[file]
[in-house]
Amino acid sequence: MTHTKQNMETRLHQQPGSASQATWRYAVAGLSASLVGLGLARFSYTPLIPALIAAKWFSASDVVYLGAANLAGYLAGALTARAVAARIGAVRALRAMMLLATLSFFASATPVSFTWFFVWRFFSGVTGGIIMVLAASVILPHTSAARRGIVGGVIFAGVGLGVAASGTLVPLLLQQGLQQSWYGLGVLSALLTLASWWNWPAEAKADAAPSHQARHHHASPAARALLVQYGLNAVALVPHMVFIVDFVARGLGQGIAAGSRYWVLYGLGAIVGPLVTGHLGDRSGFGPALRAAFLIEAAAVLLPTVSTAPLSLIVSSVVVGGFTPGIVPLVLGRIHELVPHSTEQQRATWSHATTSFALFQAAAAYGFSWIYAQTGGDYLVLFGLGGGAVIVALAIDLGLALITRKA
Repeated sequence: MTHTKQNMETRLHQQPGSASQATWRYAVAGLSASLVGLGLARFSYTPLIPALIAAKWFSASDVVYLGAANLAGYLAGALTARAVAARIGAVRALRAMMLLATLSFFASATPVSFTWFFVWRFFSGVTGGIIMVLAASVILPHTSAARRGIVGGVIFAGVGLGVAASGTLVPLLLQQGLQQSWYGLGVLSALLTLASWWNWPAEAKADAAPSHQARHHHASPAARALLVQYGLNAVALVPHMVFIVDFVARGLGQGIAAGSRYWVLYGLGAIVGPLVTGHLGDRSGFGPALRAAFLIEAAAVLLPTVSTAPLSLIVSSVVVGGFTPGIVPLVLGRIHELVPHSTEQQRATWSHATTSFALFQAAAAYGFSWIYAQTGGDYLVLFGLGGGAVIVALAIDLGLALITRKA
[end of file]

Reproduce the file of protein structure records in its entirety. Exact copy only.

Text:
[in-house]
Amino acid sequence: MTHTKQNMETRLHQQPGSASQATWRYAVAGLSASLVGLGLARFSYTPLIPALIAAKWFSASDVVYLGAANLAGYLAGALTARAVAARIGAVRALRAMMLLATLSFFASATPVSFTWFFVWRFFSGVTGGIIMVLAASVILPHTSAARRGIVGGVIFAGVGLGVAASGTLVPLLLQQGLQQSWYGLGVLSALLTLASWWNWPAEAKADAAPSHQARHHHASPAARALLVQYGLNAVALVPHMVFIVDFVARGLGQGIAAGSRYWVLYGLGAIVGPLVTGHLGDRSGFGPALRAAFLIEAAAVLLPTVSTAPLSLIVSSVVVGGFTPGIVPLVLGRIHELVPHSTEQQRATWSHATTSFALFQAAAAYGFSWIYAQTGGDYLVLFGLGGGAVIVALAIDLGLALITRKA
Repeated sequence: MTHTKQNMETRLHQQPGSASQATWRYAVAGLSASLVGLGLARFSYTPLIPALIAAKWFSASDVVYLGAANLAGYLAGALTARAVAARIGAVRALRAMMLLATLSFFASATPVSFTWFFVWRFFSGVTGGIIMVLAASVILPHTSAARRGIVGGVIFAGVGLGVAASGTLVPLLLQQGLQQSWYGLGVLSALLTLASWWNWPAEAKADAAPSHQARHHHASPAARALLVQYGLNAVALVPHMVFIVDFVARGLGQGIAAGSRYWVLYGLGAIVGPLVTGHLGDRSGFGPALRAAFLIEAAAVLLPTVSTAPLSLIVSSVVVGGFTPGIVPLVLGRIHELVPHSTEQQRATWSHATTSFALFQAAAAYGFSWIYAQTGGDYLVLFGLGGGAVIVALAIDLGLALITRKA